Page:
Tuesday, October 23, 2012

How to choose infant formula and vitamins drops for babies

Baby formula feeding: The following new advices are based on guidance from the Department of Health and the Food Standards Agency. It may differ from what you have done before if you have older children, but to minimize any risk it is recommended that you follow these new advices.
How to choose formula for newborn  
Infant formula milk usually comes in powder form and is based on processed, skimmed cows’ milk, and is treated so babies can digest it. Vegetable oils, vitamins, minerals and fatty acids are added to make sure the milk contains the vitamins and minerals that young babies need. This will be on the contents list on the pack. Infant formula powders are not sterile, so it is important to follow the cleaning and sterilizing instructions.
Formula is either ‘whey dominant’ or ‘casein dominant’, depending on the balance of proteins it contains. It may also be referred to as stage one or stage two milk.
Whey-dominant milk is thought to be easier to digest than casein-dominant milk, so should always be the first formula you give your baby.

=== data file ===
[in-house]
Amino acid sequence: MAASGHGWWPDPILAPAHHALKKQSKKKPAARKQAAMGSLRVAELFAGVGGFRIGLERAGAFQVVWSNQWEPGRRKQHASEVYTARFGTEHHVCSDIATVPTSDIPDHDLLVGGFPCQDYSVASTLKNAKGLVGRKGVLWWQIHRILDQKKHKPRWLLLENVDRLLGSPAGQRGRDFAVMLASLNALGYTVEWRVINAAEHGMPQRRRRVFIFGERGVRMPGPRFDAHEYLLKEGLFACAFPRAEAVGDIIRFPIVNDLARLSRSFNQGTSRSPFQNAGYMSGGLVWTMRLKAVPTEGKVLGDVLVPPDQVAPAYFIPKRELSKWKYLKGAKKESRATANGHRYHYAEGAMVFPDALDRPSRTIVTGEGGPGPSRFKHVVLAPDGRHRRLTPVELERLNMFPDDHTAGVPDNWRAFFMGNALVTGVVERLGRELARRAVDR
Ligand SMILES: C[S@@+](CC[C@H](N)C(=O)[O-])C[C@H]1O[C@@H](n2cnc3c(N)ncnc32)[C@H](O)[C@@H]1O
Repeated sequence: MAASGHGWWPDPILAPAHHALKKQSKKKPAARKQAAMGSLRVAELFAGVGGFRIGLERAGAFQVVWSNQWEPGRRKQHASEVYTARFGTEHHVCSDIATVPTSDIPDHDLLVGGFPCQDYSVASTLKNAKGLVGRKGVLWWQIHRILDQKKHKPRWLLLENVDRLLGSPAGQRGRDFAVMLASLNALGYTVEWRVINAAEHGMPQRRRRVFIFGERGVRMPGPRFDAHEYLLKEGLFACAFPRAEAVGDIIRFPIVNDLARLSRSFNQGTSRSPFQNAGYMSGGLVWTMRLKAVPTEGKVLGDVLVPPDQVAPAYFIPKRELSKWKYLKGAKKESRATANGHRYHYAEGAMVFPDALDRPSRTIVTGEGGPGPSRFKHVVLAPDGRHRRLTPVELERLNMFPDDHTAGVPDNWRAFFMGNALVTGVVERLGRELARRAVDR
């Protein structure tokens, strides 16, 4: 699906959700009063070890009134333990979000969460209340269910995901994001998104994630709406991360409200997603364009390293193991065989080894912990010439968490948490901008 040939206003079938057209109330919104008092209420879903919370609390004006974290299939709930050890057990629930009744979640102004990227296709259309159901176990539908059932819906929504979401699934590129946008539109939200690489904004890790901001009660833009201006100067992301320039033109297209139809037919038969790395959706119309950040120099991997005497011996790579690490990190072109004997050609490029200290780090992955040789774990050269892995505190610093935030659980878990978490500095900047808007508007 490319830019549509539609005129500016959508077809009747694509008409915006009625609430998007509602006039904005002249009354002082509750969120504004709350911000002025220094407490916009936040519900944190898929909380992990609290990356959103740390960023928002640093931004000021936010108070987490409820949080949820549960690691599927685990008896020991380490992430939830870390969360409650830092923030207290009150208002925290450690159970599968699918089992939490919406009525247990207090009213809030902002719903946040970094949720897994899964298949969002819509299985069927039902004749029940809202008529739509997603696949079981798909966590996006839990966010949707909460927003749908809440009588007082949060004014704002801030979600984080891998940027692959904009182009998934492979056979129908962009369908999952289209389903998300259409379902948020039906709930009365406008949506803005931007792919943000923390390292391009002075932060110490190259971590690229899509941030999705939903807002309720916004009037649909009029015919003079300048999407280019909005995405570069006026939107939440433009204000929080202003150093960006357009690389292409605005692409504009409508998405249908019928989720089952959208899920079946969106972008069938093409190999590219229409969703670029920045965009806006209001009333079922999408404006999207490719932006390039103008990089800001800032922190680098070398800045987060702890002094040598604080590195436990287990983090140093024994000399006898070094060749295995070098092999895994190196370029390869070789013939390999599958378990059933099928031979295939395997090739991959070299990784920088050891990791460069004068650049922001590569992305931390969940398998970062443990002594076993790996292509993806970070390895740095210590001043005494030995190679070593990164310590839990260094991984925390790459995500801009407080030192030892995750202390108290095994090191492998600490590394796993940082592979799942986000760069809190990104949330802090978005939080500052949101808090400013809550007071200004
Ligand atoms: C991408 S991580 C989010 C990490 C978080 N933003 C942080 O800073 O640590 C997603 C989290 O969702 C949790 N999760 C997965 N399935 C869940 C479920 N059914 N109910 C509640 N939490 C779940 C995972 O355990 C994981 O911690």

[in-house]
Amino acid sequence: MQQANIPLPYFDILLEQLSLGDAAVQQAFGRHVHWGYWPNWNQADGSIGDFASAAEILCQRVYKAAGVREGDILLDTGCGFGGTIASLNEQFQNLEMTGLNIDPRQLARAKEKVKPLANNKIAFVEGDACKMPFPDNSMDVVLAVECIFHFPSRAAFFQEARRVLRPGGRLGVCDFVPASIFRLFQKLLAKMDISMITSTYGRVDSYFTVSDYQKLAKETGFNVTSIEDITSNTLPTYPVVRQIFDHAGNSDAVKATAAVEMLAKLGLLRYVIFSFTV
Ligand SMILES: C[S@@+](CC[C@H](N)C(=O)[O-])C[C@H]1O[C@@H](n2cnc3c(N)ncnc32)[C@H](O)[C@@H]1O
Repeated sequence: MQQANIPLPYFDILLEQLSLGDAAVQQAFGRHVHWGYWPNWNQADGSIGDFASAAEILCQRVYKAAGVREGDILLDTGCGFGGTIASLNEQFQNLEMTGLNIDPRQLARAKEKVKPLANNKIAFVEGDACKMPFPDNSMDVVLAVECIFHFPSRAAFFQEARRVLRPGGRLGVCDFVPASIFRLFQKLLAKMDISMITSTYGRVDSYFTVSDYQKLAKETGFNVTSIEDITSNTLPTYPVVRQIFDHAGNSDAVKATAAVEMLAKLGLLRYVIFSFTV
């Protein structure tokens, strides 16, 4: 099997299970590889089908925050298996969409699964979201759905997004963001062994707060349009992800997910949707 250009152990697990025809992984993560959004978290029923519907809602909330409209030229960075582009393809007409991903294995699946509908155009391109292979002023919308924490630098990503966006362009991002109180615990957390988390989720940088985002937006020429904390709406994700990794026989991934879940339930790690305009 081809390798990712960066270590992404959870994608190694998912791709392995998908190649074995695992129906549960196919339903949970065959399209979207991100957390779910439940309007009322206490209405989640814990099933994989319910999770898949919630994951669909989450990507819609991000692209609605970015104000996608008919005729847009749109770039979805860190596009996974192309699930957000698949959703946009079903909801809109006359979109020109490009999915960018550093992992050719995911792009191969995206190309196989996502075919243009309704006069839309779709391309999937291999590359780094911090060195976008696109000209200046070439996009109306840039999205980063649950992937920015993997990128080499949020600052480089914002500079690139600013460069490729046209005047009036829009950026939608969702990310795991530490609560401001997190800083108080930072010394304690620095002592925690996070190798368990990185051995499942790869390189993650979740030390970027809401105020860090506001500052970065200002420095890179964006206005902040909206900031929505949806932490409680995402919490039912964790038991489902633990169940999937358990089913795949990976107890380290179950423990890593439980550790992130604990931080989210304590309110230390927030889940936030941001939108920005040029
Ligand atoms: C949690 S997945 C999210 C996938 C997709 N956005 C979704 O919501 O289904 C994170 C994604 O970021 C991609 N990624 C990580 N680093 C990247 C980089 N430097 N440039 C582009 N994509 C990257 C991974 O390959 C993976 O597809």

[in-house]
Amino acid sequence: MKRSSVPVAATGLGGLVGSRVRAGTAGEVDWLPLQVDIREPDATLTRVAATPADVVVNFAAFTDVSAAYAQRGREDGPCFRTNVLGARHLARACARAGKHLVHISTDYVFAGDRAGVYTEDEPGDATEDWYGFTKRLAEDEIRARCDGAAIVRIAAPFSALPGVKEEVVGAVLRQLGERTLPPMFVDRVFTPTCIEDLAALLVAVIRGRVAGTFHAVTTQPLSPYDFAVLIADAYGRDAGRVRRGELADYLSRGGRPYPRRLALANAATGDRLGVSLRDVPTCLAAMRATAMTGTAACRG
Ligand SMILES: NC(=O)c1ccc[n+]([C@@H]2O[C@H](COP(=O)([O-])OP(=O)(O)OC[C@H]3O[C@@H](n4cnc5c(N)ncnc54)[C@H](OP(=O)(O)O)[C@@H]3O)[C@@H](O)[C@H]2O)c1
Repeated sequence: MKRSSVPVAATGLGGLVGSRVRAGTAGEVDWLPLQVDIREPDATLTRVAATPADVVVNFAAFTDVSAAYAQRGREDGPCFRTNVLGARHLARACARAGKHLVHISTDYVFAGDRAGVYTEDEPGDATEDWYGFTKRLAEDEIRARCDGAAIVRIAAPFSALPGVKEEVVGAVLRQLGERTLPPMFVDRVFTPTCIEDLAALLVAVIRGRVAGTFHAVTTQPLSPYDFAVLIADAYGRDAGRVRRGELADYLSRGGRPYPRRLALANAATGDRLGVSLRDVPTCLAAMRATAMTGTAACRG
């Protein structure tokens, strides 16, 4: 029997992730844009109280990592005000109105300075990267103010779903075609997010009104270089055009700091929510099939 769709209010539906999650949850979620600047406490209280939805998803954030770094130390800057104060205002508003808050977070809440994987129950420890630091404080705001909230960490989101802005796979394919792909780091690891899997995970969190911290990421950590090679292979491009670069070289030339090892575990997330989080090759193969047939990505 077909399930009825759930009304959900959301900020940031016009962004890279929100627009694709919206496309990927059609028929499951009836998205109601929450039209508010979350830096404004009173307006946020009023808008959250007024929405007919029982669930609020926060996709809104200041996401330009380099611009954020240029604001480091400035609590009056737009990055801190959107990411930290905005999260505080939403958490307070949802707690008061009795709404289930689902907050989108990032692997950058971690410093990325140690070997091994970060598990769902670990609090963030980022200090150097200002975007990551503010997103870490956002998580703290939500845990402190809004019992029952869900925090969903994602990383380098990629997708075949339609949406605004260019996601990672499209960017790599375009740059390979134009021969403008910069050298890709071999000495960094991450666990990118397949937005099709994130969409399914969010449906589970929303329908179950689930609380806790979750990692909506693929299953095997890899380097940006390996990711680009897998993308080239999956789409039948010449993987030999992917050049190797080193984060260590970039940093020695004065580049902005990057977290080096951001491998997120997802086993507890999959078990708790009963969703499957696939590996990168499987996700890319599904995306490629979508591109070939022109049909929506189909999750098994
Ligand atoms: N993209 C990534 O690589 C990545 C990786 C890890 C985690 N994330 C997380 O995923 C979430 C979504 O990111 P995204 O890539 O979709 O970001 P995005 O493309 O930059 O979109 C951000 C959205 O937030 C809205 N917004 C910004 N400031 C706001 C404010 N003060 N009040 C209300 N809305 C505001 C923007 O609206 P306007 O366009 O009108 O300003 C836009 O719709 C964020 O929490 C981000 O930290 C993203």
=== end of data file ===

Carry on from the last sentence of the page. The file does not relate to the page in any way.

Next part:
There is little nutritional difference in the two forms of milk, so if whey-dominant formula milk suits your baby, they can stay on it for the first year or even longer.
‘Ready-to-feed’ infant formula milk in cartons is also available.
This is generally more expensive than powdered milk. Once opened, the carton should be stored in the fridge with the cut corner turned down. Do not store it for longer than 24 hours.
You can continue giving your baby infant formula when they are older than six months.
If you have any worries about the infant formula milk you are giving your baby, ask your midwife, health visitor or GP for advice.
Helpful tips
There are a number of different brands of infant formula milk available in the shops. All should meet the legal standards for formula milk, and it’s up to you to decide which one to use. In the past it was thought better to stick to one brand, but there is no evidence to suggest that changing brands does any good or any harm.
Formula and Vitamin drops    
If your baby is formula fed, you should give them vitamin drops from the age of six months or if they are drinking less than 500ml of formula a day. You can buy suitable drops at any pharmacy.
Ask your midwife or health visitor where you can get vitamin drops.

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